Three-Dimensional Reconstruction of Braided River Morphology and Morphodynamics with Structure-from-Motion Photogrammetry
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The recent emergence of Structure-from-Motion Photogrammetry (SfM) has created a cost-effective alternative to conventional laser scanning for the production of high-resolution topographic datasets. There has been an explosion of applications of SfM within the geomorphological community in recent years, however, the focus of these has largely been small-scale (102 – 103 m2), building on innovations in low altitude Unmanned Aircraft Systems (UAS). This thesis examines the potential to extend the scope of SfM photogrammetry in order to quantify of landscape scale processes. This is examined through repeat surveys of a ~35 km2 reach of the Dart River, New Zealand. An initial SfM survey of this reach was conducted in April 2014, following a large landslide at the Slipstream debris fan. Validation of the resulting digital elevation models using Independent Control Point's (ICPs) suggested encouraging results, however benchmarking the survey against a long-range laser scanned surface indicated the presence of significant systematic errors associated with inaccurate estimation of the SfM bundle adjustment. Using a combination of scaled laboratory field experiments, this research aimed to develop and test photogrammetric data collection and modelling strategies to enhance modelling of 3D scene structure using limited constraints. A repeat survey in 2015 provided an opportunity to evaluate a new survey strategy, incorporating a convergent camera network and a priori measurement of camera pose. This resulted in halving of mean checkpoint residuals and a reduction in systematic error. The models produced for both 2014 and 2015 were compared using a DEM differencing (DoD) methodology to assess the applicability of wide-area SfM models for the analysis of geomorphic change detection. The systematic errors within the 2014 model confound reliable change detection, although strategies to correlate the two surveys and measure the residual change show promise. The future use of SfM over broad landscape scales has significant potential, however, this will require robust data collection and modelling strategies and improved error modelling to increase user confidence.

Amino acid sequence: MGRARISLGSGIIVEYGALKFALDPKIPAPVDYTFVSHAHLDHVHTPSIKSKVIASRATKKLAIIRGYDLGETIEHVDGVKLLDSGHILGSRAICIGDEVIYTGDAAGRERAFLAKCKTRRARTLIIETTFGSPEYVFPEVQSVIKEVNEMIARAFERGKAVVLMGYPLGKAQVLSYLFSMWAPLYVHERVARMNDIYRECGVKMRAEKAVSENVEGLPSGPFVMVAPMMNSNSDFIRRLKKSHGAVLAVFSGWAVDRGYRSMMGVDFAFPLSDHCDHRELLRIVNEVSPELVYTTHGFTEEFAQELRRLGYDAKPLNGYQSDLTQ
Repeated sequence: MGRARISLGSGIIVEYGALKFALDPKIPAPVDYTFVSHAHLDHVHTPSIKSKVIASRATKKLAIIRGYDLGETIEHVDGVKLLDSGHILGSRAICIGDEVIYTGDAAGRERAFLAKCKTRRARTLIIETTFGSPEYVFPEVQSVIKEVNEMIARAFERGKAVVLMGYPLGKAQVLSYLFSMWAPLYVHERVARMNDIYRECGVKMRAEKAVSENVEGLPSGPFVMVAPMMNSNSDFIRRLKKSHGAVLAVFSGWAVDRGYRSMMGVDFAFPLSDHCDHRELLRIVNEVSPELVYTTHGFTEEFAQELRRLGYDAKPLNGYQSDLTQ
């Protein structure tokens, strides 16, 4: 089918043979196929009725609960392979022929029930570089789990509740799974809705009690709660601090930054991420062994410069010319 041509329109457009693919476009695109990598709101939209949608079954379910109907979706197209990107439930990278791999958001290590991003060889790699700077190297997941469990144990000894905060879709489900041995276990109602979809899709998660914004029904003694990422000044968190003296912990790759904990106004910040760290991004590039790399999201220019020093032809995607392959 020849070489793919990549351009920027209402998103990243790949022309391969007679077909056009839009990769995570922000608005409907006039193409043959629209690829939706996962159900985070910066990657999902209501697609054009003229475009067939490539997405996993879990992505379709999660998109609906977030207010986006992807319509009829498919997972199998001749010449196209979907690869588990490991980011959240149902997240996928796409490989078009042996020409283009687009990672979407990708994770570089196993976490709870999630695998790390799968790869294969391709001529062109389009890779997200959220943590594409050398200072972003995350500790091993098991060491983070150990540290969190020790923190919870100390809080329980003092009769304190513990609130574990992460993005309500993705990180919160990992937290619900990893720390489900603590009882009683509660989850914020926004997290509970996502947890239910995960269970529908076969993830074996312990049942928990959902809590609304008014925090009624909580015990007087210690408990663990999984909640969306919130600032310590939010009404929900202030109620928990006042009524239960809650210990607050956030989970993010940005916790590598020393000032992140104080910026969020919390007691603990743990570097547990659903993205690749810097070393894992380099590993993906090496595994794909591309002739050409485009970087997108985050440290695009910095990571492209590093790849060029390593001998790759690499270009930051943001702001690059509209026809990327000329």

AuthorsJames, Joe Steven
- Theses